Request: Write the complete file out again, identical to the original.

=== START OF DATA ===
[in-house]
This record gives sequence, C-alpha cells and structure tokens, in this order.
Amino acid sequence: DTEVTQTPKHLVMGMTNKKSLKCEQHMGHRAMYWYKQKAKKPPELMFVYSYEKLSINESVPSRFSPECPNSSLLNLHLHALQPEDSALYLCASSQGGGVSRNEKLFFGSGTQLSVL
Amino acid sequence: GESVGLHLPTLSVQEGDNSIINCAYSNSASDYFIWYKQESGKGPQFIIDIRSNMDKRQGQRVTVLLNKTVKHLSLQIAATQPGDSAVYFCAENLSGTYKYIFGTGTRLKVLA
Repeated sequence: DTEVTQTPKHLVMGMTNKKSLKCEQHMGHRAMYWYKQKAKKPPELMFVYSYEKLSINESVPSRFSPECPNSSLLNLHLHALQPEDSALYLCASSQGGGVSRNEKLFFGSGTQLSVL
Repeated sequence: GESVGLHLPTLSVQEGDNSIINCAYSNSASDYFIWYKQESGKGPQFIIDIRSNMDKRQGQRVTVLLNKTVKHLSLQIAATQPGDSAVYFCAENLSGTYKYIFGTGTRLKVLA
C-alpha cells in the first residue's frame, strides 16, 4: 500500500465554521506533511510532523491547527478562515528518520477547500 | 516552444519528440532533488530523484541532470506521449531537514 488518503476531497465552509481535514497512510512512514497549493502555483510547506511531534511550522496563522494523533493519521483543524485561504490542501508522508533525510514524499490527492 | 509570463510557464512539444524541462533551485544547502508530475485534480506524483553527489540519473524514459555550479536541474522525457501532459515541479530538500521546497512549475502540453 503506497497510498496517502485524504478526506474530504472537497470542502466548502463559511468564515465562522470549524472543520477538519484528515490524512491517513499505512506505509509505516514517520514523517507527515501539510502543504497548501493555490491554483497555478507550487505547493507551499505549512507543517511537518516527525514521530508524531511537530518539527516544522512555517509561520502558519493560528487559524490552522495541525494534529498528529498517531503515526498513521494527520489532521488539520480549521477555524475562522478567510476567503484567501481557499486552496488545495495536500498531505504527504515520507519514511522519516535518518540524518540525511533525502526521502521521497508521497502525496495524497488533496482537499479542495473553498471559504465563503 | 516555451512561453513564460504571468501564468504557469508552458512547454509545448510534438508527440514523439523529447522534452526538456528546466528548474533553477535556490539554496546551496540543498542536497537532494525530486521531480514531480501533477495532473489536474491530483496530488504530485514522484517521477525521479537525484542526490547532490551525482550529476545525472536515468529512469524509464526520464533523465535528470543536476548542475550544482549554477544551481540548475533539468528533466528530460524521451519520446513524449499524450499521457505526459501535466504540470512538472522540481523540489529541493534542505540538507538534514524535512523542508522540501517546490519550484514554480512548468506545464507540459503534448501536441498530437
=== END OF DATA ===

[in-house]
This record gives sequence, C-alpha cells and structure tokens, in this order.
Amino acid sequence: DTEVTQTPKHLVMGMTNKKSLKCEQHMGHRAMYWYKQKAKKPPELMFVYSYEKLSINESVPSRFSPECPNSSLLNLHLHALQPEDSALYLCASSQGGGVSRNEKLFFGSGTQLSVL
Amino acid sequence: GESVGLHLPTLSVQEGDNSIINCAYSNSASDYFIWYKQESGKGPQFIIDIRSNMDKRQGQRVTVLLNKTVKHLSLQIAATQPGDSAVYFCAENLSGTYKYIFGTGTRLKVLA
Repeated sequence: DTEVTQTPKHLVMGMTNKKSLKCEQHMGHRAMYWYKQKAKKPPELMFVYSYEKLSINESVPSRFSPECPNSSLLNLHLHALQPEDSALYLCASSQGGGVSRNEKLFFGSGTQLSVL
Repeated sequence: GESVGLHLPTLSVQEGDNSIINCAYSNSASDYFIWYKQESGKGPQFIIDIRSNMDKRQGQRVTVLLNKTVKHLSLQIAATQPGDSAVYFCAENLSGTYKYIFGTGTRLKVLA
C-alpha cells in the first residue's frame, strides 16, 4: 500500500465554521506533511510532523491547527478562515528518520477547500 | 516552444519528440532533488530523484541532470506521449531537514 488518503476531497465552509481535514497512510512512514497549493502555483510547506511531534511550522496563522494523533493519521483543524485561504490542501508522508533525510514524499490527492 | 509570463510557464512539444524541462533551485544547502508530475485534480506524483553527489540519473524514459555550479536541474522525457501532459515541479530538500521546497512549475502540453 503506497497510498496517502485524504478526506474530504472537497470542502466548502463559511468564515465562522470549524472543520477538519484528515490524512491517513499505512506505509509505516514517520514523517507527515501539510502543504497548501493555490491554483497555478507550487505547493507551499505549512507543517511537518516527525514521530508524531511537530518539527516544522512555517509561520502558519493560528487559524490552522495541525494534529498528529498517531503515526498513521494527520489532521488539520480549521477555524475562522478567510476567503484567501481557499486552496488545495495536500498531505504527504515520507519514511522519516535518518540524518540525511533525502526521502521521497508521497502525496495524497488533496482537499479542495473553498471559504465563503 | 516555451512561453513564460504571468501564468504557469508552458512547454509545448510534438508527440514523439523529447522534452526538456528546466528548474533553477535556490539554496546551496540543498542536497537532494525530486521531480514531480501533477495532473489536474491530483496530488504530485514522484517521477525521479537525484542526490547532490551525482550529476545525472536515468529512469524509464526520464533523465535528470543536476548542475550544482549554477544551481540548475533539468528533466528530460524521451519520446513524449499524450499521457505526459501535466504540470512538472522540481523540489529541493534542505540538507538534514524535512523542508522540501517546490519550484514554480512548468506545464507540459503534448501536441498530437